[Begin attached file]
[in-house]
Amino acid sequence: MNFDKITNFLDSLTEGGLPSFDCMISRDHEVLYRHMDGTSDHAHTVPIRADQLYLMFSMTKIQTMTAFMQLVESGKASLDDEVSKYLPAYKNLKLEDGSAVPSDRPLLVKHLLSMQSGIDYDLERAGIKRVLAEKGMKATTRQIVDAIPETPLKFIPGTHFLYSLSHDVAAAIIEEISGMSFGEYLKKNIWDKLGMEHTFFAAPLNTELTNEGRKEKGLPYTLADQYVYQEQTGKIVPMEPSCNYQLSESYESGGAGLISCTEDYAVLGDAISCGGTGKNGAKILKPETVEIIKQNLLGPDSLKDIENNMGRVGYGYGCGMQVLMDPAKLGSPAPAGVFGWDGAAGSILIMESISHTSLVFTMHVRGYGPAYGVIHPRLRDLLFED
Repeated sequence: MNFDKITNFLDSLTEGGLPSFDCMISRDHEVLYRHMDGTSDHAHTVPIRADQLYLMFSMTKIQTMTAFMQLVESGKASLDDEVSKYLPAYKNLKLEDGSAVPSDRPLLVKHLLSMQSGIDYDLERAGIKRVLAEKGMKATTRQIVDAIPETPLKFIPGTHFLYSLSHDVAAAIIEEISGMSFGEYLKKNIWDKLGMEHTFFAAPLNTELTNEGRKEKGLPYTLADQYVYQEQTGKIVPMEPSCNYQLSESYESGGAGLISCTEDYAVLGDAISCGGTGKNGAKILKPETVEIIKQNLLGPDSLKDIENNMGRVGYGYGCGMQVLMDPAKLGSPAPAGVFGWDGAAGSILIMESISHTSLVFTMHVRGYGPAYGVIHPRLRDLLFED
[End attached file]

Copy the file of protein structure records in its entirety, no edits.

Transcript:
[in-house]
Amino acid sequence: MNFDKITNFLDSLTEGGLPSFDCMISRDHEVLYRHMDGTSDHAHTVPIRADQLYLMFSMTKIQTMTAFMQLVESGKASLDDEVSKYLPAYKNLKLEDGSAVPSDRPLLVKHLLSMQSGIDYDLERAGIKRVLAEKGMKATTRQIVDAIPETPLKFIPGTHFLYSLSHDVAAAIIEEISGMSFGEYLKKNIWDKLGMEHTFFAAPLNTELTNEGRKEKGLPYTLADQYVYQEQTGKIVPMEPSCNYQLSESYESGGAGLISCTEDYAVLGDAISCGGTGKNGAKILKPETVEIIKQNLLGPDSLKDIENNMGRVGYGYGCGMQVLMDPAKLGSPAPAGVFGWDGAAGSILIMESISHTSLVFTMHVRGYGPAYGVIHPRLRDLLFED
Repeated sequence: MNFDKITNFLDSLTEGGLPSFDCMISRDHEVLYRHMDGTSDHAHTVPIRADQLYLMFSMTKIQTMTAFMQLVESGKASLDDEVSKYLPAYKNLKLEDGSAVPSDRPLLVKHLLSMQSGIDYDLERAGIKRVLAEKGMKATTRQIVDAIPETPLKFIPGTHFLYSLSHDVAAAIIEEISGMSFGEYLKKNIWDKLGMEHTFFAAPLNTELTNEGRKEKGLPYTLADQYVYQEQTGKIVPMEPSCNYQLSESYESGGAGLISCTEDYAVLGDAISCGGTGKNGAKILKPETVEIIKQNLLGPDSLKDIENNMGRVGYGYGCGMQVLMDPAKLGSPAPAGVFGWDGAAGSILIMESISHTSLVFTMHVRGYGPAYGVIHPRLRDLLFED